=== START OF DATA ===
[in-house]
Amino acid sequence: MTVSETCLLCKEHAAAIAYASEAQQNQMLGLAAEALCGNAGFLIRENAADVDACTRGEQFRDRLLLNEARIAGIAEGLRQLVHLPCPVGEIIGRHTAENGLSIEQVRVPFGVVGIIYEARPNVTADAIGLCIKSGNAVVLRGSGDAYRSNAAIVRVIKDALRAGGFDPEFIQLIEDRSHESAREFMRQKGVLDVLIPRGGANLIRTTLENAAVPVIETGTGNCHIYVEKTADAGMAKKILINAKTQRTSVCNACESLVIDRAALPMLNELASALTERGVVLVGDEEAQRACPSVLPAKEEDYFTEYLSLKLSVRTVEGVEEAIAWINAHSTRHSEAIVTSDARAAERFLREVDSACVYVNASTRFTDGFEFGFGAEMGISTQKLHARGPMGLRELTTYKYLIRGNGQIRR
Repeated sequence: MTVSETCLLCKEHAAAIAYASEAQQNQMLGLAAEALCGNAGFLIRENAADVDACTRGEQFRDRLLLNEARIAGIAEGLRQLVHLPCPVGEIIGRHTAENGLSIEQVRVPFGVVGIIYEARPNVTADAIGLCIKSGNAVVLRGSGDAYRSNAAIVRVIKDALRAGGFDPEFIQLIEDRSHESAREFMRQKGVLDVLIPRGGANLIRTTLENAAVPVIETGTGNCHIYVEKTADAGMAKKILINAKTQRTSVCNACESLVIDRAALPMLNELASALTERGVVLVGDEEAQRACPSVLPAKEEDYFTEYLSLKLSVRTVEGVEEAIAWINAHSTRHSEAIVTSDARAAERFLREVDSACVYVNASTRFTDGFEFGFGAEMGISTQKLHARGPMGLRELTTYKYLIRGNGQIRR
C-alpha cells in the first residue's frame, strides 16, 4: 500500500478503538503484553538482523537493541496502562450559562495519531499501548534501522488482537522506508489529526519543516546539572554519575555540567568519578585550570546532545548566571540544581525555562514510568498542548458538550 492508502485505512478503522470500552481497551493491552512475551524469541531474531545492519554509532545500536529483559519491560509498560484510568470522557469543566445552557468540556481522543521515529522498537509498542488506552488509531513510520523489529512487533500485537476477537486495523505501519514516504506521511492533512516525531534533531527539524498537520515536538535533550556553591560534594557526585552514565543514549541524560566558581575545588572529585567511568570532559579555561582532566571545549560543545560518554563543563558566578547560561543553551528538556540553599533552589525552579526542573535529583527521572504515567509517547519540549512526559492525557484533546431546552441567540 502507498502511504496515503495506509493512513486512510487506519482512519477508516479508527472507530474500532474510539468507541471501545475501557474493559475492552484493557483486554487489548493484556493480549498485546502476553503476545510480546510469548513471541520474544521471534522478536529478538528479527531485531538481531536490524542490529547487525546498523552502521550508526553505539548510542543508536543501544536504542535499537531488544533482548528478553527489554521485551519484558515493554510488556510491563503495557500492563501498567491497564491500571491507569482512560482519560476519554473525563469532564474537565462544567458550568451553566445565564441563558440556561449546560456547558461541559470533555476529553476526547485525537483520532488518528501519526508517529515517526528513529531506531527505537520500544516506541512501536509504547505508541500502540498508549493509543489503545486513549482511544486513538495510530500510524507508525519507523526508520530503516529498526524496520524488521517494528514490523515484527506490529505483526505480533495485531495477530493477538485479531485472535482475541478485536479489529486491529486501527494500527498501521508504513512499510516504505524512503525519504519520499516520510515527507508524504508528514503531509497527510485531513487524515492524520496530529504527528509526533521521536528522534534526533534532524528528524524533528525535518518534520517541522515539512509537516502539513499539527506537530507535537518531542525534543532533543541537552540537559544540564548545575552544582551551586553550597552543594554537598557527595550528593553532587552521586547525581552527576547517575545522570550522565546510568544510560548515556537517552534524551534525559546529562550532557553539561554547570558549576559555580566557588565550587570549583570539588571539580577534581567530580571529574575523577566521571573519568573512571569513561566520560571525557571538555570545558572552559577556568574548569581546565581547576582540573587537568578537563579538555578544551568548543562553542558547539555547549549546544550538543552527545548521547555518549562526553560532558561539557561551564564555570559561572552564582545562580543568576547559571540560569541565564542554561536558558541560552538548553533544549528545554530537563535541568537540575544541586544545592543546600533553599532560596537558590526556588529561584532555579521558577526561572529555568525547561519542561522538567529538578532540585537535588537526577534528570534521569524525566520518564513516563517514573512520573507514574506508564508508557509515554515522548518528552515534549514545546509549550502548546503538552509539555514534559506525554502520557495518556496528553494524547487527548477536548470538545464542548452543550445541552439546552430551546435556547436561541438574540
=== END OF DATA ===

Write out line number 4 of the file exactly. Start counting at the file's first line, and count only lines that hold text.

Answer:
C-alpha cells in the first residue's frame, strides 16, 4: 500500500478503538503484553538482523537493541496502562450559562495519531499501548534501522488482537522506508489529526519543516546539572554519575555540567568519578585550570546532545548566571540544581525555562514510568498542548458538550 492508502485505512478503522470500552481497551493491552512475551524469541531474531545492519554509532545500536529483559519491560509498560484510568470522557469543566445552557468540556481522543521515529522498537509498542488506552488509531513510520523489529512487533500485537476477537486495523505501519514516504506521511492533512516525531534533531527539524498537520515536538535533550556553591560534594557526585552514565543514549541524560566558581575545588572529585567511568570532559579555561582532566571545549560543545560518554563543563558566578547560561543553551528538556540553599533552589525552579526542573535529583527521572504515567509517547519540549512526559492525557484533546431546552441567540 502507498502511504496515503495506509493512513486512510487506519482512519477508516479508527472507530474500532474510539468507541471501545475501557474493559475492552484493557483486554487489548493484556493480549498485546502476553503476545510480546510469548513471541520474544521471534522478536529478538528479527531485531538481531536490524542490529547487525546498523552502521550508526553505539548510542543508536543501544536504542535499537531488544533482548528478553527489554521485551519484558515493554510488556510491563503495557500492563501498567491497564491500571491507569482512560482519560476519554473525563469532564474537565462544567458550568451553566445565564441563558440556561449546560456547558461541559470533555476529553476526547485525537483520532488518528501519526508517529515517526528513529531506531527505537520500544516506541512501536509504547505508541500502540498508549493509543489503545486513549482511544486513538495510530500510524507508525519507523526508520530503516529498526524496520524488521517494528514490523515484527506490529505483526505480533495485531495477530493477538485479531485472535482475541478485536479489529486491529486501527494500527498501521508504513512499510516504505524512503525519504519520499516520510515527507508524504508528514503531509497527510485531513487524515492524520496530529504527528509526533521521536528522534534526533534532524528528524524533528525535518518534520517541522515539512509537516502539513499539527506537530507535537518531542525534543532533543541537552540537559544540564548545575552544582551551586553550597552543594554537598557527595550528593553532587552521586547525581552527576547517575545522570550522565546510568544510560548515556537517552534524551534525559546529562550532557553539561554547570558549576559555580566557588565550587570549583570539588571539580577534581567530580571529574575523577566521571573519568573512571569513561566520560571525557571538555570545558572552559577556568574548569581546565581547576582540573587537568578537563579538555578544551568548543562553542558547539555547549549546544550538543552527545548521547555518549562526553560532558561539557561551564564555570559561572552564582545562580543568576547559571540560569541565564542554561536558558541560552538548553533544549528545554530537563535541568537540575544541586544545592543546600533553599532560596537558590526556588529561584532555579521558577526561572529555568525547561519542561522538567529538578532540585537535588537526577534528570534521569524525566520518564513516563517514573512520573507514574506508564508508557509515554515522548518528552515534549514545546509549550502548546503538552509539555514534559506525554502520557495518556496528553494524547487527548477536548470538545464542548452543550445541552439546552430551546435556547436561541438574540